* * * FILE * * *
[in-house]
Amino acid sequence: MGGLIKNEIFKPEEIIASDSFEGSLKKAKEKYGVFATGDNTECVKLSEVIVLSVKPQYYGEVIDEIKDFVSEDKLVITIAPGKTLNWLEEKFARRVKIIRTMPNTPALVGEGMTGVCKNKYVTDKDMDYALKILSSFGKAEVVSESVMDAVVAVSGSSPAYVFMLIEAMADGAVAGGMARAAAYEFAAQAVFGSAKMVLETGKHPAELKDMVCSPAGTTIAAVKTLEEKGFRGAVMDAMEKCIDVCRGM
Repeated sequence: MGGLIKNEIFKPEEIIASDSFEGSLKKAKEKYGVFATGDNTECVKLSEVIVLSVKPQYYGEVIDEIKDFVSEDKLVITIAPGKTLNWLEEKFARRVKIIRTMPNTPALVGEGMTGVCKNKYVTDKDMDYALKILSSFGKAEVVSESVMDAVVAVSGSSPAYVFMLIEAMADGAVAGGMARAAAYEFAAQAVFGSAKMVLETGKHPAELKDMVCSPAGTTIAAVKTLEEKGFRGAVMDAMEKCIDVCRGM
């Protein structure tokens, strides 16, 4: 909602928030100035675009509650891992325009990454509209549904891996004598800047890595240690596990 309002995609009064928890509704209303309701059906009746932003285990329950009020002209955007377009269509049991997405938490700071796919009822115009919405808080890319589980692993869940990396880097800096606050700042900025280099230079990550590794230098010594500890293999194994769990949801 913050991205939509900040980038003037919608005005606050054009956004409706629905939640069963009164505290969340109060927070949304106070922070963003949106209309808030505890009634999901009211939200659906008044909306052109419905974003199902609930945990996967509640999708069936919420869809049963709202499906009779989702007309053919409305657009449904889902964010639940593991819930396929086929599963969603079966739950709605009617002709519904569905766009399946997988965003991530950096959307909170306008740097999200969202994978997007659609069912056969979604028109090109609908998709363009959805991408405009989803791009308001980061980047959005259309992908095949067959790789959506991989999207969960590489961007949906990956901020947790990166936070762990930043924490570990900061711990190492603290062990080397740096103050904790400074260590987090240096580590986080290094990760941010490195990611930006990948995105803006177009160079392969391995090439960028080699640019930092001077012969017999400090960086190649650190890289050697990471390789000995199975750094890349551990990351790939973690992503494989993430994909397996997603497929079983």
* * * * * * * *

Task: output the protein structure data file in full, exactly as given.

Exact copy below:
[in-house]
Amino acid sequence: MGGLIKNEIFKPEEIIASDSFEGSLKKAKEKYGVFATGDNTECVKLSEVIVLSVKPQYYGEVIDEIKDFVSEDKLVITIAPGKTLNWLEEKFARRVKIIRTMPNTPALVGEGMTGVCKNKYVTDKDMDYALKILSSFGKAEVVSESVMDAVVAVSGSSPAYVFMLIEAMADGAVAGGMARAAAYEFAAQAVFGSAKMVLETGKHPAELKDMVCSPAGTTIAAVKTLEEKGFRGAVMDAMEKCIDVCRGM
Repeated sequence: MGGLIKNEIFKPEEIIASDSFEGSLKKAKEKYGVFATGDNTECVKLSEVIVLSVKPQYYGEVIDEIKDFVSEDKLVITIAPGKTLNWLEEKFARRVKIIRTMPNTPALVGEGMTGVCKNKYVTDKDMDYALKILSSFGKAEVVSESVMDAVVAVSGSSPAYVFMLIEAMADGAVAGGMARAAAYEFAAQAVFGSAKMVLETGKHPAELKDMVCSPAGTTIAAVKTLEEKGFRGAVMDAMEKCIDVCRGM
């Protein structure tokens, strides 16, 4: 909602928030100035675009509650891992325009990454509209549904891996004598800047890595240690596990 309002995609009064928890509704209303309701059906009746932003285990329950009020002209955007377009269509049991997405938490700071796919009822115009919405808080890319589980692993869940990396880097800096606050700042900025280099230079990550590794230098010594500890293999194994769990949801 913050991205939509900040980038003037919608005005606050054009956004409706629905939640069963009164505290969340109060927070949304106070922070963003949106209309808030505890009634999901009211939200659906008044909306052109419905974003199902609930945990996967509640999708069936919420869809049963709202499906009779989702007309053919409305657009449904889902964010639940593991819930396929086929599963969603079966739950709605009617002709519904569905766009399946997988965003991530950096959307909170306008740097999200969202994978997007659609069912056969979604028109090109609908998709363009959805991408405009989803791009308001980061980047959005259309992908095949067959790789959506991989999207969960590489961007949906990956901020947790990166936070762990930043924490570990900061711990190492603290062990080397740096103050904790400074260590987090240096580590986080290094990760941010490195990611930006990948995105803006177009160079392969391995090439960028080699640019930092001077012969017999400090960086190649650190890289050697990471390789000995199975750094890349551990990351790939973690992503494989993430994909397996997603497929079983």